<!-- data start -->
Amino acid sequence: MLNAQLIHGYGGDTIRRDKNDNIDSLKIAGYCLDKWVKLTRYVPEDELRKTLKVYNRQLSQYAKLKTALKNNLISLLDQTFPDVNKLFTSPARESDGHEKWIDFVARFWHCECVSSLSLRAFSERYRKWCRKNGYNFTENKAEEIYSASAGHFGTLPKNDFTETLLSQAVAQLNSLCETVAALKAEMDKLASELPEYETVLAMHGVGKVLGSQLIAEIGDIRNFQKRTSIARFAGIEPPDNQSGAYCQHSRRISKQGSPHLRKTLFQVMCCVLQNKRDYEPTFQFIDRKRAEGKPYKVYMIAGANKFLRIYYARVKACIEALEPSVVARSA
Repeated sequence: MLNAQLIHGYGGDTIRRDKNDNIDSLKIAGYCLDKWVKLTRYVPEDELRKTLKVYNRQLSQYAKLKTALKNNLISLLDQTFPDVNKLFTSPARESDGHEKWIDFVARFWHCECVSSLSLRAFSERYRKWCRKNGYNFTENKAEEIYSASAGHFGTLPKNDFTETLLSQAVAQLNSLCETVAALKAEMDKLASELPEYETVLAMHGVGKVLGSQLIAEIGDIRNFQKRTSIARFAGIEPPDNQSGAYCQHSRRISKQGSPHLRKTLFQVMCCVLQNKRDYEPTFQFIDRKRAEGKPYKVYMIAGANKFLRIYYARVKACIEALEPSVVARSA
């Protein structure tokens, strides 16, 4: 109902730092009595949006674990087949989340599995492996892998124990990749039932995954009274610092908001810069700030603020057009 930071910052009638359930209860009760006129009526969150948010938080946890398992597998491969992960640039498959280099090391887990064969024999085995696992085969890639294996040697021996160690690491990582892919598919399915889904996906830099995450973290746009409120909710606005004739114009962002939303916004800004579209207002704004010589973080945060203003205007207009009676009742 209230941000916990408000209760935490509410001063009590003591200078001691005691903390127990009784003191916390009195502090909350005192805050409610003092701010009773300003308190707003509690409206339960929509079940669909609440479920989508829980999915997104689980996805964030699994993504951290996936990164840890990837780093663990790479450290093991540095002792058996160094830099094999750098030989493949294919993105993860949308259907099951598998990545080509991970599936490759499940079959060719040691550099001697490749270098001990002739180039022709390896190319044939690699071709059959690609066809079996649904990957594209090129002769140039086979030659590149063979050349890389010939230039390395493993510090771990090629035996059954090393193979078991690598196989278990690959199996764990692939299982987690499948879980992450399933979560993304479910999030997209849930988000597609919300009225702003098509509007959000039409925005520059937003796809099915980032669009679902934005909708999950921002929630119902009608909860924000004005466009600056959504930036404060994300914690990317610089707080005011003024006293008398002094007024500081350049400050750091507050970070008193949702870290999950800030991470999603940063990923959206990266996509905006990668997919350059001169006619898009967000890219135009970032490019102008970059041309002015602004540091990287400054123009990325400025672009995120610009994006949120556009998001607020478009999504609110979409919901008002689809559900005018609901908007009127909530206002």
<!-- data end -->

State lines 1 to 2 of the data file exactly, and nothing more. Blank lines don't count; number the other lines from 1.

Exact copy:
Amino acid sequence: MLNAQLIHGYGGDTIRRDKNDNIDSLKIAGYCLDKWVKLTRYVPEDELRKTLKVYNRQLSQYAKLKTALKNNLISLLDQTFPDVNKLFTSPARESDGHEKWIDFVARFWHCECVSSLSLRAFSERYRKWCRKNGYNFTENKAEEIYSASAGHFGTLPKNDFTETLLSQAVAQLNSLCETVAALKAEMDKLASELPEYETVLAMHGVGKVLGSQLIAEIGDIRNFQKRTSIARFAGIEPPDNQSGAYCQHSRRISKQGSPHLRKTLFQVMCCVLQNKRDYEPTFQFIDRKRAEGKPYKVYMIAGANKFLRIYYARVKACIEALEPSVVARSA
Repeated sequence: MLNAQLIHGYGGDTIRRDKNDNIDSLKIAGYCLDKWVKLTRYVPEDELRKTLKVYNRQLSQYAKLKTALKNNLISLLDQTFPDVNKLFTSPARESDGHEKWIDFVARFWHCECVSSLSLRAFSERYRKWCRKNGYNFTENKAEEIYSASAGHFGTLPKNDFTETLLSQAVAQLNSLCETVAALKAEMDKLASELPEYETVLAMHGVGKVLGSQLIAEIGDIRNFQKRTSIARFAGIEPPDNQSGAYCQHSRRISKQGSPHLRKTLFQVMCCVLQNKRDYEPTFQFIDRKRAEGKPYKVYMIAGANKFLRIYYARVKACIEALEPSVVARSA